Last week I visited the island with my colleagues NYC Council Speaker Mark-Viverito and Council Member Salamanca of the Bronx, and NYC Parks Commissioner Mitchell Silver. This island has the potential to be a way for groups of students and people who care about the history of the city and the incredible ecology in this region to discover it for themselves.
It is my hope that one day, New Yorkers, especially students and young people, will get the chance to experience and learn about this island in an environmentally sensitive way.

Raising Awareness About Domestic Violence

Tragically, domestic violence affects everyone. In fact, one in three women have faced some form of domestic violence in their lifetime. New Yorkers should never feel unsafe, especially not in their own home.  On the morning of October 6th, I hit the streets for #NYCGoPurple with Her Justice and the NYC Commission On Human Rights to raise awareness about Domestic Violence Awareness Month. Throughout the morning we let people know about the life-changing programs available from the Mayor's Office to Combat Domestic Violence and other non-profits that offer assistance to those who have been victimized by domestic abuse.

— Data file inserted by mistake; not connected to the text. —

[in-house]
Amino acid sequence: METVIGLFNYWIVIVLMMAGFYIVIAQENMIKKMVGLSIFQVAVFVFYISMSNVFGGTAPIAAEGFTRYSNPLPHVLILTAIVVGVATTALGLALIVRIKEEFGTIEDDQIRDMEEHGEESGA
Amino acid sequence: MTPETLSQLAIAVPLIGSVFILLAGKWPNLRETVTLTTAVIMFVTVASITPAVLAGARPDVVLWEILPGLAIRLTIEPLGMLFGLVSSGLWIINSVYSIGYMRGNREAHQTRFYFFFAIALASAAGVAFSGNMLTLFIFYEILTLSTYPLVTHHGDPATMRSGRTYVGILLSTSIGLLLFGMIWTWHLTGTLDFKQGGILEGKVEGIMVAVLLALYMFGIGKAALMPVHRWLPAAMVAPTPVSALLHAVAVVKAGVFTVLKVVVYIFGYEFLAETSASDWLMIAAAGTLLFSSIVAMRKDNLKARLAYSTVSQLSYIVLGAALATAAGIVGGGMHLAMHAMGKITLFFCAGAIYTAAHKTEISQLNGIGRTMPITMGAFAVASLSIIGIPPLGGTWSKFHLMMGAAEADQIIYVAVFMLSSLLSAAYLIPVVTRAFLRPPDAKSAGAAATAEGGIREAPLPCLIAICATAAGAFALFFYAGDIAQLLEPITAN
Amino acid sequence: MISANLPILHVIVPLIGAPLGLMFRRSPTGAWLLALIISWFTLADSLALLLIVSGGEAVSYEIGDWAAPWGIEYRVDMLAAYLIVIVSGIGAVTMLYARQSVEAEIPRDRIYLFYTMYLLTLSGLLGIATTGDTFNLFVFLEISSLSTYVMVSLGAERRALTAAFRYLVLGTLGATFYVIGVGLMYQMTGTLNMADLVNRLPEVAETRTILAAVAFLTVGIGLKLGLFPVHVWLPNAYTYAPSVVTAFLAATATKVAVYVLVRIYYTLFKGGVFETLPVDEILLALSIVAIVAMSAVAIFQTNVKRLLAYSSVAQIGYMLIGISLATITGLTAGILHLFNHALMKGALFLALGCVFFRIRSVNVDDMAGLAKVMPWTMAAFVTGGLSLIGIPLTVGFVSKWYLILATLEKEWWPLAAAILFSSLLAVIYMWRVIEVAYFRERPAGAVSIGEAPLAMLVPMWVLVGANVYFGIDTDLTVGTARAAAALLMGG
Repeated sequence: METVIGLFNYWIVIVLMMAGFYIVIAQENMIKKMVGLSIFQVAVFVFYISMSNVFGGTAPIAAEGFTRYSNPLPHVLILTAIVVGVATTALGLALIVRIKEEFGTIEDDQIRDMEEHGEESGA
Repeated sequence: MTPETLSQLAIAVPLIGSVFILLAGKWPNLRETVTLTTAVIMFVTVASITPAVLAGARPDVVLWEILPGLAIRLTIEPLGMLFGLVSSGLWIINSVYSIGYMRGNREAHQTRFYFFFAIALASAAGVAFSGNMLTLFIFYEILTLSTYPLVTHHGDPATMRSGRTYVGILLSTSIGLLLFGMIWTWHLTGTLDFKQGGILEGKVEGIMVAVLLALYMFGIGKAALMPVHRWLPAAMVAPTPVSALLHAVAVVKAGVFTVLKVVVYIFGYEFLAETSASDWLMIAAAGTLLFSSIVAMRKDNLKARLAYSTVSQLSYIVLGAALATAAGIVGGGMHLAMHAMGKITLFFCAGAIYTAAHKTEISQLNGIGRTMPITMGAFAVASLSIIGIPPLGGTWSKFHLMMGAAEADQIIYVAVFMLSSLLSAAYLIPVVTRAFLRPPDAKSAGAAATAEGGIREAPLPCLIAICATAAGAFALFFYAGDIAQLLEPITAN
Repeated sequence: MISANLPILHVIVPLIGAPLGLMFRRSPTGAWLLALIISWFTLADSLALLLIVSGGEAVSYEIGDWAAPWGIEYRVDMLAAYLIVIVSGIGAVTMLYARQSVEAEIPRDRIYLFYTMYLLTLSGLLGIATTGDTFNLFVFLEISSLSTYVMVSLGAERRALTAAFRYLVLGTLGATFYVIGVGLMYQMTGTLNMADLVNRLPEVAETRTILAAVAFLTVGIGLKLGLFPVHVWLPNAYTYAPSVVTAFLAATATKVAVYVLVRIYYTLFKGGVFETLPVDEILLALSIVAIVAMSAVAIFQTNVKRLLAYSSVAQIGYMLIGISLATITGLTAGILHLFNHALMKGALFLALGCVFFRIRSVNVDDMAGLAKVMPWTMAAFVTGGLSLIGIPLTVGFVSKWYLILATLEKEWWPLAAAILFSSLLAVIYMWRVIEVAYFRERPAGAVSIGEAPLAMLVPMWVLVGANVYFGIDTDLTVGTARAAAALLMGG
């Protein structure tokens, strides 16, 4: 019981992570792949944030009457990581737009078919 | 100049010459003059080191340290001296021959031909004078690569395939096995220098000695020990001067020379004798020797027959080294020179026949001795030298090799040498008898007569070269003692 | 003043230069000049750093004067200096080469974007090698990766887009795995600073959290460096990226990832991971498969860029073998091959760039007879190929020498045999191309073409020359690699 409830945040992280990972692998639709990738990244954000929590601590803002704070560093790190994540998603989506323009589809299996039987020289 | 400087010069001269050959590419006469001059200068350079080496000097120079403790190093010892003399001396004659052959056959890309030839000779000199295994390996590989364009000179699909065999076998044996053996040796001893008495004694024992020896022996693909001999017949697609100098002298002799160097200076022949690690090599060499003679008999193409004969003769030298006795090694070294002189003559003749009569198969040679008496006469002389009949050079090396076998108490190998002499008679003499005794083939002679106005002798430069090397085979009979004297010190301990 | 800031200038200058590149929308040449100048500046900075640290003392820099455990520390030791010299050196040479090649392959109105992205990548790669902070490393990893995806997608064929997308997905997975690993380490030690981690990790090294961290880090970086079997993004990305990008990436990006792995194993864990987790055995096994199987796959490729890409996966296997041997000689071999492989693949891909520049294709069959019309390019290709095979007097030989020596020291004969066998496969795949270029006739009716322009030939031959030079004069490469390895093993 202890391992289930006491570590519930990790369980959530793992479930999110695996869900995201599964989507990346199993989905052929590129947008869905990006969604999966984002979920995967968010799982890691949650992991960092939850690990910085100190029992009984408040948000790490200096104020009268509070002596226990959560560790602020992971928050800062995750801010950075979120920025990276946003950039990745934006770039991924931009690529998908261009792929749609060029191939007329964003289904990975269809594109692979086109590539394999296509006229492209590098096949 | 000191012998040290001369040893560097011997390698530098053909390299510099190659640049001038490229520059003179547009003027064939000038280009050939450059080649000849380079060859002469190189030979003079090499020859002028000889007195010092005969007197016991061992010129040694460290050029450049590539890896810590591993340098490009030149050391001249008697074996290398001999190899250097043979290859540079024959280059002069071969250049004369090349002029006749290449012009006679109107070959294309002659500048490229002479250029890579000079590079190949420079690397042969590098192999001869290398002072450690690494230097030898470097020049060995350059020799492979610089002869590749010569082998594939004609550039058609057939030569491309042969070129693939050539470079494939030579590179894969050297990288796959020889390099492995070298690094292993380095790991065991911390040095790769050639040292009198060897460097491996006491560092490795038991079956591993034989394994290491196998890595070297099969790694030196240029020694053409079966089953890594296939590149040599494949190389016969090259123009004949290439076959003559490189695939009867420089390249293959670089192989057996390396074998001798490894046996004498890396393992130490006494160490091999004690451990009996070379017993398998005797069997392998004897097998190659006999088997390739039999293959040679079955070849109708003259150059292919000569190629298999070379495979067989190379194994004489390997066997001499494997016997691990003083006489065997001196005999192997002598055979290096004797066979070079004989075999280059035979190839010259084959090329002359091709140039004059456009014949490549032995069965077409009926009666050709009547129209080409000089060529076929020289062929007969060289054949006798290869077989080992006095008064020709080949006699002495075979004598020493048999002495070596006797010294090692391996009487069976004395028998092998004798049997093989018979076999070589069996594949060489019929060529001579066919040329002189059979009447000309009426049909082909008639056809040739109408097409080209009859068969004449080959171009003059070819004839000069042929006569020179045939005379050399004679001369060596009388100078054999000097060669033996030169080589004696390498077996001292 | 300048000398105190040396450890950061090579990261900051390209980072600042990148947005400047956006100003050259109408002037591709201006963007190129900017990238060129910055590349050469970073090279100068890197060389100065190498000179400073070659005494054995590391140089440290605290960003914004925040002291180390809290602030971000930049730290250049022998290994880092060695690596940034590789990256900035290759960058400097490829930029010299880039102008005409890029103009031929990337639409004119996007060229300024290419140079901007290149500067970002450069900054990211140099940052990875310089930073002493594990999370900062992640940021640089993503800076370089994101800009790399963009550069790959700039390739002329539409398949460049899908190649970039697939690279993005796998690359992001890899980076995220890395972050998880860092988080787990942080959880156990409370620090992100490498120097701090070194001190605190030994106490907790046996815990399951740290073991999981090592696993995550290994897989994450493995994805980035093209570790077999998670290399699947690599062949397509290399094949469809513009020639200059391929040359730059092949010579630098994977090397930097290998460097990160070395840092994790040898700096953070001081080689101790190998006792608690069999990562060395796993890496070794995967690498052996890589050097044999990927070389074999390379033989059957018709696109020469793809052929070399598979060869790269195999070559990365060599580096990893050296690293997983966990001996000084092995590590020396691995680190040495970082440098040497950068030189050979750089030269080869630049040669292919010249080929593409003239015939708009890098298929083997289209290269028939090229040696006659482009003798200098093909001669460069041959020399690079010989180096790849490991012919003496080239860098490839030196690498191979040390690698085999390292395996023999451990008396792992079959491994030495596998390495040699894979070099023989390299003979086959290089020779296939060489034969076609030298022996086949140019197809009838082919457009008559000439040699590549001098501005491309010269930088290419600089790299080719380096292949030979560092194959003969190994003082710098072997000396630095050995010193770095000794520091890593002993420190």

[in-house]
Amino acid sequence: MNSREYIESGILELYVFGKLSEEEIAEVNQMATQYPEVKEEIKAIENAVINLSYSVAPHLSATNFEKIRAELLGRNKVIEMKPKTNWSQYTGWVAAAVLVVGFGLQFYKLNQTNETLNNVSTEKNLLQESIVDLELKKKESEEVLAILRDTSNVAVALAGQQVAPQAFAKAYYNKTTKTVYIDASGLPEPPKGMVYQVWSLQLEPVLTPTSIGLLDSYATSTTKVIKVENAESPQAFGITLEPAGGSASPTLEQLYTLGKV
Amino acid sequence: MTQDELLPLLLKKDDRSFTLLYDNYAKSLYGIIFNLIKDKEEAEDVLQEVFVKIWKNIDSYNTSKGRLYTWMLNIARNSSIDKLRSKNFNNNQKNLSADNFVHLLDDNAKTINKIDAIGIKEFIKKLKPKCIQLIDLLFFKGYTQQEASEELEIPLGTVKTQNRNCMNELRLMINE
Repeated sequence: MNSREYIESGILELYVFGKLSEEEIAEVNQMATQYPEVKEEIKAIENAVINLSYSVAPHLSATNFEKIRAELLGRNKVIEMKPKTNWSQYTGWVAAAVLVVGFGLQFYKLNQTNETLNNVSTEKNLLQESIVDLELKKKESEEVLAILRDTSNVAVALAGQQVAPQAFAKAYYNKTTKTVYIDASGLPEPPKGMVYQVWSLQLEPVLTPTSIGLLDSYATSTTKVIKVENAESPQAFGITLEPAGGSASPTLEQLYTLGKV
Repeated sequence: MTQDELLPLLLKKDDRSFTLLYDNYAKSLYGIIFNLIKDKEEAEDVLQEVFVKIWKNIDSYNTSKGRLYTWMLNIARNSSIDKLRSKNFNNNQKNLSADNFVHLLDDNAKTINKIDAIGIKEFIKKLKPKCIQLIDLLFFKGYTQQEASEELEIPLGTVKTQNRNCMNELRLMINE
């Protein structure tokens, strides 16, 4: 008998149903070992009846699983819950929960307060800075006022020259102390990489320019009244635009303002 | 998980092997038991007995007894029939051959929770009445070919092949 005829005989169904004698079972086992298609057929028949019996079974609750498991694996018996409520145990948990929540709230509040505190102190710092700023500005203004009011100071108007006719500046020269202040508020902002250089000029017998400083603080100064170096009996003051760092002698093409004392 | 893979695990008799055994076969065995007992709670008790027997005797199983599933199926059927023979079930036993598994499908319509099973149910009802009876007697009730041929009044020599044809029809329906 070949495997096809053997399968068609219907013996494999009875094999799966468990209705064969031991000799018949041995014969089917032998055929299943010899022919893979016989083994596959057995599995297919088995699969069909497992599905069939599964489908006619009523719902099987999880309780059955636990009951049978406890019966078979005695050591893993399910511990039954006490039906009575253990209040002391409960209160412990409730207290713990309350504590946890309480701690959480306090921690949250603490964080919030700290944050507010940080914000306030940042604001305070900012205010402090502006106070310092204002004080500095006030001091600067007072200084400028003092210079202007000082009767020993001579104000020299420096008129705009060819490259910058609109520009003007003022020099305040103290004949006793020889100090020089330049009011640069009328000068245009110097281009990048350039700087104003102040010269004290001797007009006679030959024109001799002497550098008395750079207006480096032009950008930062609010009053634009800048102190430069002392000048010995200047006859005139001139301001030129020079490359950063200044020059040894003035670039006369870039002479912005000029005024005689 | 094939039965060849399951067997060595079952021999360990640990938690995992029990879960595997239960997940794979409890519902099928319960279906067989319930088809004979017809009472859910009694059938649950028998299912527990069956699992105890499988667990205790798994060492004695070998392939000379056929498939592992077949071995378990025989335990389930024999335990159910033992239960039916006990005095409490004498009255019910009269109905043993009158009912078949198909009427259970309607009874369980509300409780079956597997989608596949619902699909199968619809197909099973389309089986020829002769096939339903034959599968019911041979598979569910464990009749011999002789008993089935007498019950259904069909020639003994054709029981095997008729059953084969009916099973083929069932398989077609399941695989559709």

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Abandoned School Comes Back to Life

Yesterday, I attended the ribbon cutting of the completely transformed and rehabilitated P.S. 186 school house. The evolution of P.S. 186 from a struggling school into a state of the art hybrid complex is an innovative example of how we can create affordable housing that benefits the entire Harlem community. This trailblazing effort represents a model for community development by integrating multiple benefits aimed at creating opportunities for community families.Â